To write and read every single day would be number one. And number two would be to cut, cut, cut, and keep cutting until there is absolutely nothing left to cut, to make sure every word, every sentence, matters, and if it isn't crucial, get rid of it, no matter how attached you may be to it; there is no room in a good story for useless words or statements.
What is the best piece of advice you would give to someone that wants to get into writing?
Do it because you have something to say, not because you think it will make you rich because you probably have better odds winning the lottery then getting rich as a writer.
What would be the Dream Cast for you book if it was to be turned into a movie?
I've become a fan of Mexican cinema, and considering the story of "Carrion" is so influenced by Mexico, I would love to see actors like Joaquin Cosio, or Damian Alcazar, Gael Garcia Bernal in the film version, and if somebody like Luis Estrada or Amat Escalante, or Guillermo Del Toro, Alejandro Innaritu, or Alfonso Cuaron wanted to direct it, well, saying no would be difficult.
If you were to be stranded on the famous deserted island, what three things would you carry?
My MP3 player, fully charged, my Kindle, fully charged, and a pistol with a single bullet to use when the batteries died.
How do you spend your free time? Do you have a favorite place to go and unwind?
I like to take walks, long ones, alone, typically at night, in busy areas, as they allow me to watch the world around me, to observe it, to take it in. I also love film, and whenever I'm not working, I'm usually watching a movie; commercial or indie, in English, or any other language, as long as it's good, I'll watch it.
Can you share with us something off your bucket list?
I want to go in one of those shark cages off the coast of South Africa or Australia, and see a Great White Shark up close.
Tell us three fun facts about yourself.
I have a shameless obsession with children's cereal, from Count Chocula, to Lucky Charms, to Alphabets with marsh mellows, and Cap'N'Crunch, it's insatiable, morning or night, it doesn't matter to me. I think it has to do with my mom restricting the consumption of such cereals as a kid, which was best, of course, but now that I am a grown ass man, I consume those cereals all the time. It's sad, but so good!
I speak the most slang filled Spanish ever, as I never took classes beyond basic grammar, so everything I learned, I learned from friends here in Mexico, which means I can have a conversation with anybody at anytime without a problem, but if it I had to do apply my language skills academically I would fail, miserably.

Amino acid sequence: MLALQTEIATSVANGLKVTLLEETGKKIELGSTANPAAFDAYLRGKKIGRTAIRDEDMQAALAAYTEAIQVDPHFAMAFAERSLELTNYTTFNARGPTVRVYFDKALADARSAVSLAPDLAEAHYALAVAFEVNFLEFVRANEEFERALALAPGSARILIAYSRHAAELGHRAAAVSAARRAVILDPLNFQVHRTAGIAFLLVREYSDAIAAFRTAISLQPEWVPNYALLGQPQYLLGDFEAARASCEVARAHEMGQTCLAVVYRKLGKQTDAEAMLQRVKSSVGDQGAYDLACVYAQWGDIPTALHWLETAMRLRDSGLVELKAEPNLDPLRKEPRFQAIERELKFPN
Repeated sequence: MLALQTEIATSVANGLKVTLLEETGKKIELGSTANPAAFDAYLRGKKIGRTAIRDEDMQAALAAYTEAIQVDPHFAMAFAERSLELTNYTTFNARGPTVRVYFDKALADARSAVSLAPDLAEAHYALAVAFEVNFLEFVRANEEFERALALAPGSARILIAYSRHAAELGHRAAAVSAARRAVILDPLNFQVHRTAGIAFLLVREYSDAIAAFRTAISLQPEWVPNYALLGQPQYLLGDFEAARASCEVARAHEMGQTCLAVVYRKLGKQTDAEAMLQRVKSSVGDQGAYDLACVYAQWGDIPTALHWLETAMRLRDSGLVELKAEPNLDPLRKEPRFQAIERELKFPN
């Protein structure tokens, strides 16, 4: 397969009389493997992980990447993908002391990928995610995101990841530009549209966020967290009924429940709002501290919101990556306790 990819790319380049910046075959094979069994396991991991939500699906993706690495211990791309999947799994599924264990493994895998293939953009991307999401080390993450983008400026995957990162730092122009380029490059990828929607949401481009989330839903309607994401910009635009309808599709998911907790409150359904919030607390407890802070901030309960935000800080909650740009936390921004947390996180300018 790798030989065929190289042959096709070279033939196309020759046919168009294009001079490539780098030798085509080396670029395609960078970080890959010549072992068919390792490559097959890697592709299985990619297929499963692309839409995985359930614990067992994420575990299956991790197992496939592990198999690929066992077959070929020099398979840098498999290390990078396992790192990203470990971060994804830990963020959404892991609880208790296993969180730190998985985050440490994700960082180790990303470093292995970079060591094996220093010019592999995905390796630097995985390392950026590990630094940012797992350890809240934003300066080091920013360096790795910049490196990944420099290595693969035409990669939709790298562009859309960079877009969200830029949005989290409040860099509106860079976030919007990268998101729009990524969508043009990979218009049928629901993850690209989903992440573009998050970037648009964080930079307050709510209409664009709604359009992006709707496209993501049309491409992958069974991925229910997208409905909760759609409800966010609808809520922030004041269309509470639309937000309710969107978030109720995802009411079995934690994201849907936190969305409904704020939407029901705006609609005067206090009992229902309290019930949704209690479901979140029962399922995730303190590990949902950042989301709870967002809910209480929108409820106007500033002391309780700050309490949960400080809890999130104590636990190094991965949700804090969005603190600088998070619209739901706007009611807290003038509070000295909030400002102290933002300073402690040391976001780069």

I once had the chance to watch a movie on the biggest movie screen in the world, at the time, in Seoul, South Korea, and ended up watching a movie in a theatre next to the theatre that had the biggest movie screen in the world, at the time, and while watching the film (Avatar, the biggest movie in the world, at the time) I was constantly thinking to myself, "The screen doesn't seem that big." Afterwards, when I left the theatre and met up with my friends, they all laughed at me, pointed at the adjacent building, and said, "The biggest screen in the world is in the theatre over there." Needless to say, I was very upset, and didn't have a chance to make up for it, as we left the next morning. So close, but so far.
What do you have in store next for your readers?
Right now I'm in the process of working on a multimedia version of "Carrion" that I plan to release in the next few months. I am trying to put out some short stories, and I'm in the process of finishing up another novel that while different than "Carrion" does share some similar themes, and is again inspired by my time in Central Mexico.
Is there anything else you’d like to share with your readers?
I just want to say thank you for showing an interest in my work, and please know that I appreciate it immensely, and thank you Debdatta for this interview opportunity, I really appreciate it!
Here is a claustrophobic landscape of heaped flesh, ravenous vermin,and human monsters. Each body in Carrion is possessed by a maddening hunger that Jonathan R. Rose describes viscerally and graphically. What begins as a brutal, relentless effort to fill the stomach becomes another kind of ravenousness, one emotionally rooted but still debilitating. This novel is starvation captured on the page.
Alana I. Capria, author of Wrapped in Red and Hooks and Slaughterhouse